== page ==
Colgate hosted “For the Love of Justice,” a performance by activist and artist Danielle Ponder and the Tomorrow People on Friday, February 22 in the Colgate Memorial Chapel. The stage was set beneath a large, blank projector screen and after brief introductory remarks, the screen flashed a timer counting down two minutes. By the time the clock reached zero, the band had positioned themselves at their instruments and Ponder’s soulful voice reverberated in every corner of the Chapel.
Images of the galaxy accompanied her otherworldly voice on the screen, and after the opening song, she greeted the crowd with a wide smile. Ponder explained that her multimedia performance was geared at communicating the importance of what she defines as the three forms of love: romantic love, love for others (which she equates with justice) and love for yourself (liberation). She hopes that this love will fuel us into taking control of our own lives and helping others climb out of their own struggles.
Ponder uses her work as a medium to express themes of personal liberation and gender, racial and economic equality. Her songs use visual aides to provide a glimpse into her inspiration. In her songs about romantic love, bright colors splashed across the screen as a reflection of the intense emotions accompanying different relationships. In her songs focused on justice, images of Black Lives Matter protests were inlaid with photographs of men, women and children killed by police brutality. In her songs about self-love, she drew on her womanhood by using bright graphics and images of energetic, dancing women to promote female empowerment.
Ponder’s songs are meant for more than pleasure; they act as a guide for how to love yourself and others. The lyrics encourage listeners to love themselves, pay attention to the pressing issues of today’s highly politicized climate and use this self-awareness to help their “brothers and sisters” out of the fire and into the light.
Between songs, Ponder mentioned the spark that fueled her fiery passion in every performance. At 16 years old, her brother was sentenced to 20 years in prison for a robbery of $170 in which no one was hurt. The severity of his sentence was due to the “three strikes and you’re out” law, which greatly increases a person’s sentence if they have been previously convicted of two or more violent or serious felonies. The fact that he was a black teenager only added to his difficulties.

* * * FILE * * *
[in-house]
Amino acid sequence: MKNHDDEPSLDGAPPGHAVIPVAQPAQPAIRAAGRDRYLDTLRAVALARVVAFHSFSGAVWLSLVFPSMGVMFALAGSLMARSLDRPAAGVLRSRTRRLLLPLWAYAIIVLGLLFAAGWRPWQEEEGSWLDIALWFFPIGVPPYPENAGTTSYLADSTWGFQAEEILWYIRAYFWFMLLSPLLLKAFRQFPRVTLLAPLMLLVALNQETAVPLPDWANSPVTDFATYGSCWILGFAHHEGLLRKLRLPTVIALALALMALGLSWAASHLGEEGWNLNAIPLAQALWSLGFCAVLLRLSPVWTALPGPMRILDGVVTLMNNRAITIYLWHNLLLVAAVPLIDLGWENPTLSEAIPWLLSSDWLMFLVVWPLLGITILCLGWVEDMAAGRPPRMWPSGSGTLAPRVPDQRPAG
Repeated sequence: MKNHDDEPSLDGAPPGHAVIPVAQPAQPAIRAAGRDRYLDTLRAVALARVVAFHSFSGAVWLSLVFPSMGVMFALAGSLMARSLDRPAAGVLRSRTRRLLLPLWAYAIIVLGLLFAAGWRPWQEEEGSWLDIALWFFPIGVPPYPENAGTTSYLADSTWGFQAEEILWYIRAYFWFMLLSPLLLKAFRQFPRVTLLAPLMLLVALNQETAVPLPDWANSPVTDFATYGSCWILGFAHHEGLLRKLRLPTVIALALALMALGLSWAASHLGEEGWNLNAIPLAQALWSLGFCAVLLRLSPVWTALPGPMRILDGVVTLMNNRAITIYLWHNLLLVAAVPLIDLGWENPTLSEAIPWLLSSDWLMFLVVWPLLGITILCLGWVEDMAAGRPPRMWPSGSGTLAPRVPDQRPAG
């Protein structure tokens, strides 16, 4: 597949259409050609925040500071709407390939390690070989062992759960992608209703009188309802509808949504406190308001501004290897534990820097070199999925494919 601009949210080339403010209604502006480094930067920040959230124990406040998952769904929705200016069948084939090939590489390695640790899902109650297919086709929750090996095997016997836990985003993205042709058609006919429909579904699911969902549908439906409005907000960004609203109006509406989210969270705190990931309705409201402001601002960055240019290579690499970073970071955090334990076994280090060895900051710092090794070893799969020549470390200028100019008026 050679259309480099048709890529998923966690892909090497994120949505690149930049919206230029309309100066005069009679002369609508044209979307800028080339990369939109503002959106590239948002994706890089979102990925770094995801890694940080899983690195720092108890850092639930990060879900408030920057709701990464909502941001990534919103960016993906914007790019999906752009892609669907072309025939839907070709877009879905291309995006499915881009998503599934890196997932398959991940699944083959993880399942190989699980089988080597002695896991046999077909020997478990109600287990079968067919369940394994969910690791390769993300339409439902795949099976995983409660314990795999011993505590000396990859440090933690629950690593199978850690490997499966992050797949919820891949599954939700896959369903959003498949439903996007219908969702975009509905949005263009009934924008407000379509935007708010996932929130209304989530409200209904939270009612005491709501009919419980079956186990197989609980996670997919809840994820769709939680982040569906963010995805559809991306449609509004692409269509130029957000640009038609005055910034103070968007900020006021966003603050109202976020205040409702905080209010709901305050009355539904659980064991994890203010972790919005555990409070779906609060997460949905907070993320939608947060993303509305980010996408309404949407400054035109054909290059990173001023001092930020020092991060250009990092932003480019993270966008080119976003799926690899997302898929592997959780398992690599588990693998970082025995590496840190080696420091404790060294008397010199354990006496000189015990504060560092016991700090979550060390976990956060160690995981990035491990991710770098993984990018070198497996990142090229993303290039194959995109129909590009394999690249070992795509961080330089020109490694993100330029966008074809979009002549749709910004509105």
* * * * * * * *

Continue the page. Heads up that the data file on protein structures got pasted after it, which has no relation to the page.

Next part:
Ponder, after seeing such severe injustice inflicted upon her brother, was spurred into action and became a public defender for five years to contribute to systemic change in criminal justice. She still felt a continual tug toward performing and decided to pursue singing full-time to both live out her passion and make a difference.
“When there is a calling in your life to do something, you are not going to be able to escape it,” Ponder said.
Ponder’s pain caused by the societal issues tackled in her work can only be soothed by writing and singing her deeply personal lyrics. Her lyrics encourage self-love, call attention to racism and police brutality and emphasize the need to find and pursue one’s passion.
She urged students to love what they do rather than settling for a concentration or career that is safe, proving that her lyrics apply to more than just pertinent social issues.
Contact Rose Corcoran at [email protected]